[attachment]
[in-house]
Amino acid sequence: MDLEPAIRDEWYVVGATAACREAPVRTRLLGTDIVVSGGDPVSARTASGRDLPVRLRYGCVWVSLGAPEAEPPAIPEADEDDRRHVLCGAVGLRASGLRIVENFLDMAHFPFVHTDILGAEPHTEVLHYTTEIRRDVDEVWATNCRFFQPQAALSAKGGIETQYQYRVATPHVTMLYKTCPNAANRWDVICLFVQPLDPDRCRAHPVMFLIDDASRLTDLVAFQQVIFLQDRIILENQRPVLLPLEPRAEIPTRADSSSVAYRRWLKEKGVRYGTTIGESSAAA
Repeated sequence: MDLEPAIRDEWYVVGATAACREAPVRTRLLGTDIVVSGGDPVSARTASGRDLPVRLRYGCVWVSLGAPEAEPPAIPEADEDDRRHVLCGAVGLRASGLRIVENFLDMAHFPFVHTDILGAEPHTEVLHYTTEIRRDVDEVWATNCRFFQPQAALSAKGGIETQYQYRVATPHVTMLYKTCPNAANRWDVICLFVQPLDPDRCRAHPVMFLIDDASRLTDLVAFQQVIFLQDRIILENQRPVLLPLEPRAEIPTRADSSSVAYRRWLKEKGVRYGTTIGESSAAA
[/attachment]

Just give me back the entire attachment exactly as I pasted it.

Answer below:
[in-house]
Amino acid sequence: MDLEPAIRDEWYVVGATAACREAPVRTRLLGTDIVVSGGDPVSARTASGRDLPVRLRYGCVWVSLGAPEAEPPAIPEADEDDRRHVLCGAVGLRASGLRIVENFLDMAHFPFVHTDILGAEPHTEVLHYTTEIRRDVDEVWATNCRFFQPQAALSAKGGIETQYQYRVATPHVTMLYKTCPNAANRWDVICLFVQPLDPDRCRAHPVMFLIDDASRLTDLVAFQQVIFLQDRIILENQRPVLLPLEPRAEIPTRADSSSVAYRRWLKEKGVRYGTTIGESSAAA
Repeated sequence: MDLEPAIRDEWYVVGATAACREAPVRTRLLGTDIVVSGGDPVSARTASGRDLPVRLRYGCVWVSLGAPEAEPPAIPEADEDDRRHVLCGAVGLRASGLRIVENFLDMAHFPFVHTDILGAEPHTEVLHYTTEIRRDVDEVWATNCRFFQPQAALSAKGGIETQYQYRVATPHVTMLYKTCPNAANRWDVICLFVQPLDPDRCRAHPVMFLIDDASRLTDLVAFQQVIFLQDRIILENQRPVLLPLEPRAEIPTRADSSSVAYRRWLKEKGVRYGTTIGESSAAA